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Hills and cog size

Old 03-21-22, 12:05 PM
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swampyankee2 
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Hills and cog size

Having a tough time traversing the hills which surround my home cycling area (I live on the side of the largest hill in RI). I can do it - with some exertion - on my modern 21 speeder, but the 52-42 crankset on my Dawes is just not enough reduction to "get there". Are smaller cogs available for my Stronglight cottered crankset or do I need to move on to a cotterless set, which I'd rather not spend the money on.
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Old 03-21-22, 12:13 PM
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Back in the days when men were iron and bikes were steel.... I just don't know.
There are a lot of Stronglight guru's here.
I can only recommend the muggleBay site, and if I remember, a lot of Stronglight rings on Bikeinn.

I remember a coupla hills in Newport, a few on the way to Barrington via the New Hope Bridge,
and maybe one or two near URI....but RI is not flat, that's for sure.

BCD is your gotta-go-to number.

Last edited by bamboobike4; 03-21-22 at 12:21 PM.
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Old 03-21-22, 12:18 PM
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I don't know the answer. You have 6-spider chainrings of BCD = ? (BCD - bolt circle diameter.) TA made (And I believe still makes) 6-bolt chainrings and that many of the Stronglight and TA cranksets used the same BCD but not all.

Measure your bolt to bolt distance. (Often far easier to get accurately than finding the BB spindle center.) Post it here and quote me. I can easily tell you the BCD since I have a CAD program.
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Old 03-21-22, 12:24 PM
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Originally Posted by bamboobike4 View Post
Back in the days when men were iron and bikes were steel.... I just don't know.
I remember a coupla hills in Newport, a few on the way to Barrington via the New Hope Bridge,
and maybe one or two near URI....but RI is not flat, that's for sure.
I used to live in Rehoboth, MA closer to Barrington. I now live out in the western part of RI in between the highest point in RI and the Scituate Reservoir basin. Nowhere to go but down - and back up again!
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Old 03-21-22, 12:36 PM
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You could get the inner chainrings as small as 36T. Whether or not you can still find them, at a reasonable price, is another story.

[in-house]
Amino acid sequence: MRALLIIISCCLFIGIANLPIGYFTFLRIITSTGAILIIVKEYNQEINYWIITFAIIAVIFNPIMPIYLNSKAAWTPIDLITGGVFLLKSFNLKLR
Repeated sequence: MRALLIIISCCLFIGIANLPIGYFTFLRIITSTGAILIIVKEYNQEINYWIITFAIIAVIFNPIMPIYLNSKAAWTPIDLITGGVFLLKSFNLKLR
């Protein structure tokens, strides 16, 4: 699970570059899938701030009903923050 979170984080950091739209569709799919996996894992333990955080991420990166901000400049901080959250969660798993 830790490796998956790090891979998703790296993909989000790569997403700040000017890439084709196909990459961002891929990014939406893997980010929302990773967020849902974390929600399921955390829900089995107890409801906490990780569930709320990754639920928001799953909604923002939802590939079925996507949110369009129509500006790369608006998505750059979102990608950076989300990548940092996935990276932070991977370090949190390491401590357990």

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Old 03-21-22, 12:37 PM
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Originally Posted by swampyankee2 View Post
I used to live in Rehoboth, MA closer to Barrington. I now live out in the western part of RI in between the highest point in RI and the Scituate Reservoir basin. Nowhere to go but down - and back up again!
Seekonk, Swansea, and "Wooster" had some killer mom/pop restaurants. I have no doubt I entered into Rehoboth unwittingly.
Papa Brillo's, Jade Tree, Salas's, and the Fri night fundraising dinners at some Catholic schools were better than a lot of restaurants.
Where else can you get crab cakes and stuffed quahogs for the Lenten meals on Friday nights, right?

Newport had the pricey good stuff.
Heading inward found the reasonable great stuff.
Knowing someone revealed the truly amazing.

I don't think everyone was a Mayflower family, but many claimed it so.
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Old 03-21-22, 01:09 PM
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Originally Posted by bamboobike4 View Post
Seekonk, Swansea, and "Wooster" had some killer mom/pop restaurants. I have no doubt I entered into Rehoboth unwittingly.
Papa Brillo's, Jade Tree, Salas's, and the Fri night fundraising dinners at some Catholic schools were better than a lot of restaurants.
Where else can you get crab cakes and stuffed quahogs for the Lenten meals on Friday nights, right?

Newport had the pricey good stuff.
Heading inward found the reasonable great stuff.
Knowing someone revealed the truly amazing.

I don't think everyone was a Mayflower family, but many claimed it so.
Although Providence's Federal Hill is known for it's Italian restaurants, I have always found the best food at the lesser-known places in the surrounding cities of Cranston and Johnston. RI is the only place to get stuffies (stuffed Qoahogs) and chowder. My wife has a killer recipe for stuffies. And our local fire station is selling fish and chips on Fridays during lent. Supposed to be good. I could ride my bike down to get some but it'd be cold by the time I made it back up the hill to my house (house that for segueing back on topic)

Sounds like I just need to keep an eye out on eBay for Stronglight chainrings. 79pmooney, I can work out the BC since I too work with CAD daily. I'll post the size here.
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Old 03-21-22, 01:38 PM
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Coupla CADS.
Originally Posted by swampyankee2 View Post
79pmooney, I can work out the BC since I too work with CAD daily. I'll post the size here.
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Old 03-21-22, 01:56 PM